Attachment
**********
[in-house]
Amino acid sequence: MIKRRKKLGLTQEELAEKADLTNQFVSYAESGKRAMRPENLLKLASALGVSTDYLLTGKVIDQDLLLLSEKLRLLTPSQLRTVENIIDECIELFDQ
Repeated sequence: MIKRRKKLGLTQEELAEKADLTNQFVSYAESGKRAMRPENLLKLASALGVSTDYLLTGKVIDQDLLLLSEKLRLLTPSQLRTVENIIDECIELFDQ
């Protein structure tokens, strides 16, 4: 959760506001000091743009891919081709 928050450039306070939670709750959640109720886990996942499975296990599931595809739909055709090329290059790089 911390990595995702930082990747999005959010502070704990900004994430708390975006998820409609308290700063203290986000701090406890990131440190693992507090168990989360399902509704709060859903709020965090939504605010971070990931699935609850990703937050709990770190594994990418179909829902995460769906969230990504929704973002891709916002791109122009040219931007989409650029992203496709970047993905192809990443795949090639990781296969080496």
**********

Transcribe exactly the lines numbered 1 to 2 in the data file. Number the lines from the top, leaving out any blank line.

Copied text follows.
[in-house]
Amino acid sequence: MIKRRKKLGLTQEELAEKADLTNQFVSYAESGKRAMRPENLLKLASALGVSTDYLLTGKVIDQDLLLLSEKLRLLTPSQLRTVENIIDECIELFDQ